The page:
“Mountain Top” Trebević Cake

Posted on: March 9th, 2010 by Carla Johnson No Comments
frangelico “Produced in the Piedmont region of northern Italy, its origins date back more than 300 years to the presence of early Christian monks… Their skills in fine food and drink would have included the art of distilling, especially the use of the wild hazelnuts… to create a liqueur on which Frangelico is based today. Its name is… an abbreviation of Fra. Angelico, a hermit monk… during the 17th century.” ~ from the Frangelico website www.Frangelico.com

If you ever stood on a mountain peak, you know how the stunning view can give you a new perspective on life. The world below with its miniature houses and trees seems simple and serene. From the mountain top, the world always looks completely at peace.

Valentina grew up in Sarajevo with Mount Trebević watching over the city. Sarajevo is protected on all sides by seven mountains and Trebević is the smallest and closest. Val remembers how easy it was to take the street car to the gondola and enjoy a fun day up on the mountain, hiking and eating in the restaurants. In 1984, this small mountain hosted the Olympic bobsleigh run and it was on the top of Trebević with the breathtaking views, that Val said “I do” to Radomir, the love of her life.

Carla Johnson author Cooking With Sin

The gondola on Trebević

Val grew up in a home full of joy, family and friends. Her mother was always baking something special for her and her friends. The swag of dried branches that hung above the front door was often had the neighbourhood kids school pictures tucked into it. Her parents treated her friends just like family.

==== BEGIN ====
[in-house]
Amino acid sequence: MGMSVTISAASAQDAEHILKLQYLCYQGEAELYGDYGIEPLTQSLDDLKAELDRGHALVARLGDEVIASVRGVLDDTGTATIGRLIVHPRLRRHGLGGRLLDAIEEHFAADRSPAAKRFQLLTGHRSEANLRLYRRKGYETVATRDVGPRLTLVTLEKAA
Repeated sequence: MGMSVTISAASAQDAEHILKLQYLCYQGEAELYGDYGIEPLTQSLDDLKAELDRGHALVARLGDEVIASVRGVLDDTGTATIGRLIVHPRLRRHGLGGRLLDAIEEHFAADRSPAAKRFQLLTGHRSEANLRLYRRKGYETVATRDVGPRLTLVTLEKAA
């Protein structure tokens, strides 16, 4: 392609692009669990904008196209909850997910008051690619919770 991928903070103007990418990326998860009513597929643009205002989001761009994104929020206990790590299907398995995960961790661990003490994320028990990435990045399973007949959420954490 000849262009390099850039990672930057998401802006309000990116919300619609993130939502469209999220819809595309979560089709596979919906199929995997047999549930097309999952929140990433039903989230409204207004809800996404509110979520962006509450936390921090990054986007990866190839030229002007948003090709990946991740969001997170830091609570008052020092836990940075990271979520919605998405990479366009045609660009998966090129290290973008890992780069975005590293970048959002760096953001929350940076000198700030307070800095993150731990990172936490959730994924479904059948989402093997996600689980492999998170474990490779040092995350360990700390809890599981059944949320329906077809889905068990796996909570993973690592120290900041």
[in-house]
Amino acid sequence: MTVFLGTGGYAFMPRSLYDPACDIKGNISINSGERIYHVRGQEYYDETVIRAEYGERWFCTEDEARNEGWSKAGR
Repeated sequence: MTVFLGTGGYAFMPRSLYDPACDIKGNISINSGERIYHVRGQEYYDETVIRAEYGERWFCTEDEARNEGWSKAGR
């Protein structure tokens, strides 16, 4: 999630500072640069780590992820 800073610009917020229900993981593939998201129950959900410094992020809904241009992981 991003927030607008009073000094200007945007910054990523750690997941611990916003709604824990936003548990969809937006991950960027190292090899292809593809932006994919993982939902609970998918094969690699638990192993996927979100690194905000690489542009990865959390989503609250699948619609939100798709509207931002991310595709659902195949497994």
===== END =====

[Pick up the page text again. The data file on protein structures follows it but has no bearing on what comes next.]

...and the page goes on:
One of the favourite cakes Val’s mom baked was called “Trebević,” named after their dear mountain. It was a favourite at any event because it was a cake you could “dress up” or “dress down.” Her mom would use premium chocolate and high end ingredients for special occasions and less expensive chocolate if it was going to be gobbled up by a pack of hungry children.

After their marriage, Valentina worked with Radomir building their new home. It took 3 years and when they finally moved in, Val’s mom passed on to her a copy of the recipe for “Trebević.” It had been a special part of Val’s childhood and she looked forward to sharing it with her own children.

It was 1992. Val and Rad had only been in their new home for 8 months when the political tensions in Sarajevo intensified. Val was 2 months pregnant and the hospital for new babies had been destroyed, so she and Rad decided to go to Belgrade for a few days and wait for clearer heads to prevail with the politicians.

To avoid suspicion they packed up a small bag of things for a day trip: a few items of clothing and some toiletries. They planned to return soon and left everything else behind, including the Trebević recipe. Valentina and Radomir never returned to their home.

Ultimately all of their family and most of their friends had to leave Sarajevo, each of them starting new lives scattered all over the world. Val and Rad eventually chose Canada as their new home where they raised their two beautiful daughters.


In the early 90’s it was difficult to find and reconnect with old friends. The web and email were very new and social networking was unheard of. While Val embraced life in her new homeland, she missed her friends and worked hard to track them down. Some of them had settled in parts of Europe, while others were scattered as far away as Australia and New Zealand.